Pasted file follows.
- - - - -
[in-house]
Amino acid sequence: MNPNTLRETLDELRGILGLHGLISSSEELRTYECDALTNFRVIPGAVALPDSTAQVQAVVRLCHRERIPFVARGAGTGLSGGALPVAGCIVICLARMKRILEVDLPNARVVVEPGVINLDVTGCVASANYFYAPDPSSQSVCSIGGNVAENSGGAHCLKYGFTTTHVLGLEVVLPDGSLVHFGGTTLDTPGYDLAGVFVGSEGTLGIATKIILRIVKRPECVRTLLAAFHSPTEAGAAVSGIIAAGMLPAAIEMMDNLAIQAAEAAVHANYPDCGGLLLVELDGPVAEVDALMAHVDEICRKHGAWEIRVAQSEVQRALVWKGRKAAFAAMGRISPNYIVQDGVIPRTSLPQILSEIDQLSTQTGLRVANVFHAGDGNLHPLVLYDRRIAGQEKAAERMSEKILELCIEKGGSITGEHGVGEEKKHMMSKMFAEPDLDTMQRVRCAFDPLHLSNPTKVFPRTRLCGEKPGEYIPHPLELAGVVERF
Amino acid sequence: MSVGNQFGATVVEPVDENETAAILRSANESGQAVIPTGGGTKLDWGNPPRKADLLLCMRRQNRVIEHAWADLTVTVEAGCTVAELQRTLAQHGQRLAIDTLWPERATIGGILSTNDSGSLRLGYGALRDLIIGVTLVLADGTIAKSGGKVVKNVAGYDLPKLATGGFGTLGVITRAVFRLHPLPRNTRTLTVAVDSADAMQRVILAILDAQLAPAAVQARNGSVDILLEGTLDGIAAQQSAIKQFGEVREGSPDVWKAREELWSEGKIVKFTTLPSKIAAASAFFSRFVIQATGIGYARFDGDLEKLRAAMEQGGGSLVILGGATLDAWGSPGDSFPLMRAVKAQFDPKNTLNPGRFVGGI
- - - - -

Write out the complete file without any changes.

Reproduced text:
[in-house]
Amino acid sequence: MNPNTLRETLDELRGILGLHGLISSSEELRTYECDALTNFRVIPGAVALPDSTAQVQAVVRLCHRERIPFVARGAGTGLSGGALPVAGCIVICLARMKRILEVDLPNARVVVEPGVINLDVTGCVASANYFYAPDPSSQSVCSIGGNVAENSGGAHCLKYGFTTTHVLGLEVVLPDGSLVHFGGTTLDTPGYDLAGVFVGSEGTLGIATKIILRIVKRPECVRTLLAAFHSPTEAGAAVSGIIAAGMLPAAIEMMDNLAIQAAEAAVHANYPDCGGLLLVELDGPVAEVDALMAHVDEICRKHGAWEIRVAQSEVQRALVWKGRKAAFAAMGRISPNYIVQDGVIPRTSLPQILSEIDQLSTQTGLRVANVFHAGDGNLHPLVLYDRRIAGQEKAAERMSEKILELCIEKGGSITGEHGVGEEKKHMMSKMFAEPDLDTMQRVRCAFDPLHLSNPTKVFPRTRLCGEKPGEYIPHPLELAGVVERF
Amino acid sequence: MSVGNQFGATVVEPVDENETAAILRSANESGQAVIPTGGGTKLDWGNPPRKADLLLCMRRQNRVIEHAWADLTVTVEAGCTVAELQRTLAQHGQRLAIDTLWPERATIGGILSTNDSGSLRLGYGALRDLIIGVTLVLADGTIAKSGGKVVKNVAGYDLPKLATGGFGTLGVITRAVFRLHPLPRNTRTLTVAVDSADAMQRVILAILDAQLAPAAVQARNGSVDILLEGTLDGIAAQQSAIKQFGEVREGSPDVWKAREELWSEGKIVKFTTLPSKIAAASAFFSRFVIQATGIGYARFDGDLEKLRAAMEQGGGSLVILGGATLDAWGSPGDSFPLMRAVKAQFDPKNTLNPGRFVGGI